Growth across life course and cardiovascular risk markers in 18-year-old adolescents: the 1993 Pelotas birth cohort

Romina Buffarini, Maria Clara Restrepo-Mendez, Vera Maria Silveira, Helen Denise Gonçalves, Isabel O Oliveira, Ana Maria Menezes, Maria Cecilia Formoso Assunção

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Objective To evaluate the association between growth trajectories from birth to adolescence and cardiovascular risk marker levels at age 18 years in a population-based cohort. In order to disentangle the effect of weight gain from that of height gain, growth was analysed using conditional weight relative to linear growth (CWh) and conditional length/height (CH).

Design Prospective study.

Setting 1993 Pelotas birth cohort, Southern Brazil.

Participants Individuals who have been followed up from birth to adolescence (at birth, 1, 4, 11, 15 and 18 years).

Primary outcome measures C-reactive protein (CRP), total cholesterol (TC), LDL cholesterol (LDL-C), HDL-cholesterol (HDL-C), triglycerides (TGL), systolic and diastolic blood pressure (SBP and DBP), body mass index (BMI) and waist circumference (WC).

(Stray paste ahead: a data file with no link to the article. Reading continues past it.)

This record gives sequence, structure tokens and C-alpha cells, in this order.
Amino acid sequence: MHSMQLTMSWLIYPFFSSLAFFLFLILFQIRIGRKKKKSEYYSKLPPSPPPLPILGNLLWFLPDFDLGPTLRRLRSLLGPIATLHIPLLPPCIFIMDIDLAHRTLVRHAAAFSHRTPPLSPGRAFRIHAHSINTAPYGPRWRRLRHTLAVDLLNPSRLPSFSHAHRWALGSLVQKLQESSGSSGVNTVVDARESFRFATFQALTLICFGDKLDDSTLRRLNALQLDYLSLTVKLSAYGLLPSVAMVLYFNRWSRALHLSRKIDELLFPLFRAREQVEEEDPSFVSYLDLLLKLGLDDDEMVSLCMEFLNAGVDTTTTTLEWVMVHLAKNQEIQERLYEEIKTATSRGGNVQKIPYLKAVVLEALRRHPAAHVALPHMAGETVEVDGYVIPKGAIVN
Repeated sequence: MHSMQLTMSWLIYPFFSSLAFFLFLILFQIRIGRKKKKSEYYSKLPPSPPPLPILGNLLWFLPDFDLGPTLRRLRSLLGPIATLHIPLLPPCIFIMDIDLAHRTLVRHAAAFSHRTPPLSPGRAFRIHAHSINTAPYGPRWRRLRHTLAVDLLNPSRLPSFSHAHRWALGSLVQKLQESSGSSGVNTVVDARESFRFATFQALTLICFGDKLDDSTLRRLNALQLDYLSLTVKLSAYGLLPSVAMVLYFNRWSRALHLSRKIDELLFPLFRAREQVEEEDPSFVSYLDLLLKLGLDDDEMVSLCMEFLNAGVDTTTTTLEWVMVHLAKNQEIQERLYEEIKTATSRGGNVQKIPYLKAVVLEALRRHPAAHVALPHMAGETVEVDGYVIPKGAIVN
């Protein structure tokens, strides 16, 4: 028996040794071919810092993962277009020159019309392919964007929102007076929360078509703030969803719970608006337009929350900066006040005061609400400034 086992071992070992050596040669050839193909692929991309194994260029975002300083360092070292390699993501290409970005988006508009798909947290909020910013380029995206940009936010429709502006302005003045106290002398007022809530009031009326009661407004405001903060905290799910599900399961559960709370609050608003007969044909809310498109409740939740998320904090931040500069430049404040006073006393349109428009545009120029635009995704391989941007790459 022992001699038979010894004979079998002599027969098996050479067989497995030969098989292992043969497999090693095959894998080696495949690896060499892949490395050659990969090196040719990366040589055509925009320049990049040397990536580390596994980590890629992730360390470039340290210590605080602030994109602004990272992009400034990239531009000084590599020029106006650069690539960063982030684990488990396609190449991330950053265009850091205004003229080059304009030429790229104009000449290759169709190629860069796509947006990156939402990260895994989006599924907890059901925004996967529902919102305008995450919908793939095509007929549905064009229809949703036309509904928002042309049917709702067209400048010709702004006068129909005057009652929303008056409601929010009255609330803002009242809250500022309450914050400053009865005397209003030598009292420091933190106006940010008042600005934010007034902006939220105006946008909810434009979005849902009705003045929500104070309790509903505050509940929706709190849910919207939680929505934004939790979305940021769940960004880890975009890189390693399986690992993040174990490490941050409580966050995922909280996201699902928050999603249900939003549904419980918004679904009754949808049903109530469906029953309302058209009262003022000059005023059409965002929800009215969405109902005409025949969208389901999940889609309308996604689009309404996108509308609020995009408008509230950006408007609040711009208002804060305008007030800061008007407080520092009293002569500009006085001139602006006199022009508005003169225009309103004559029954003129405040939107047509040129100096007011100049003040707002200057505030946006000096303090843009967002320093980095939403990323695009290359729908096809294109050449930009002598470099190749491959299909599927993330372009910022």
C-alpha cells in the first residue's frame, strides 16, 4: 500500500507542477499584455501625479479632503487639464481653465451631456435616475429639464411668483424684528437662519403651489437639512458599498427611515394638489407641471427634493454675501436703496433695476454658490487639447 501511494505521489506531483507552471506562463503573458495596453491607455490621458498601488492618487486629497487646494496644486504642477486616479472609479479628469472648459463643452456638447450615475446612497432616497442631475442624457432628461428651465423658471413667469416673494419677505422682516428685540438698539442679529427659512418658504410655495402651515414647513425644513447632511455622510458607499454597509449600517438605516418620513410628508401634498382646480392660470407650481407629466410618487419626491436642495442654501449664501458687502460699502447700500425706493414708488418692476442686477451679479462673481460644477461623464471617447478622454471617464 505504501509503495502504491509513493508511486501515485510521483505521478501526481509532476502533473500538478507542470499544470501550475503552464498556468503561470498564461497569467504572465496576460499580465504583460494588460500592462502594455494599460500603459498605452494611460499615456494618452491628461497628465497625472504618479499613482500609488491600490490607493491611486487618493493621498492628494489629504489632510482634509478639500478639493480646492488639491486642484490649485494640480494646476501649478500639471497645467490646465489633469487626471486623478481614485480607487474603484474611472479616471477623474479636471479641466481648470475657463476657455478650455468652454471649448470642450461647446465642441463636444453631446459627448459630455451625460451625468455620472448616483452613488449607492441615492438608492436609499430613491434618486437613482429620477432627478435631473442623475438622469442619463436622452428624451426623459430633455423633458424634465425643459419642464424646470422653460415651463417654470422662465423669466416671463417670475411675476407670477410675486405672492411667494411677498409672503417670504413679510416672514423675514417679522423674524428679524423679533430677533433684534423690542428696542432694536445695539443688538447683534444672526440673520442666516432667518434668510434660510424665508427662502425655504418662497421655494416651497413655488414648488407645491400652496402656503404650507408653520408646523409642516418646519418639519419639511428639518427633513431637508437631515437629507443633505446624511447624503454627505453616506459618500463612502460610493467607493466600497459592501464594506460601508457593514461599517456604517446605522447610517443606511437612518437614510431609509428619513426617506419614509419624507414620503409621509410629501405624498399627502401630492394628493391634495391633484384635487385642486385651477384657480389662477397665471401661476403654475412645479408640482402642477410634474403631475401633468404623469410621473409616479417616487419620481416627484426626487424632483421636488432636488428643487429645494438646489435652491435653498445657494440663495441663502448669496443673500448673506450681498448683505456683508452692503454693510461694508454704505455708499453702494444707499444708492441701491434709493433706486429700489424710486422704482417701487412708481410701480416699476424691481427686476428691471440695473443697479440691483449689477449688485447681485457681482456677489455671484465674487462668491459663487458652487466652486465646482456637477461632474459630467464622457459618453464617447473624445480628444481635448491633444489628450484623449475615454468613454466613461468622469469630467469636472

Results In both sexes, greater CWh at 1 year was positively associated with BMI and WC, whereas greater CWh at most age periods in childhood and adolescence predicted higher CRP, TC, LDL-C, TGL, SBP, DBP, BMI and WC levels, as well as lower HDL-C level. Higher CH during infancy and childhood was positively related with SBP in boys and girls, and with BMI and WC only in boys.

Conclusion Our study shows that rapid weight gain from 1 year onwards is positively associated with several markers of cardiovascular risk at 18 years. Overall, our results for the first year of life add evidence to the ‘first 1000 days initiative’ suggesting that prevention of excessive weight gain in childhood might be important in reducing subsequent cardiovascular risk.
Original languageEnglish
Article numbere019164
Number of pages8
JournalBMJ Open
Issue number1
Publication statusPublished - 23 Jan 2018

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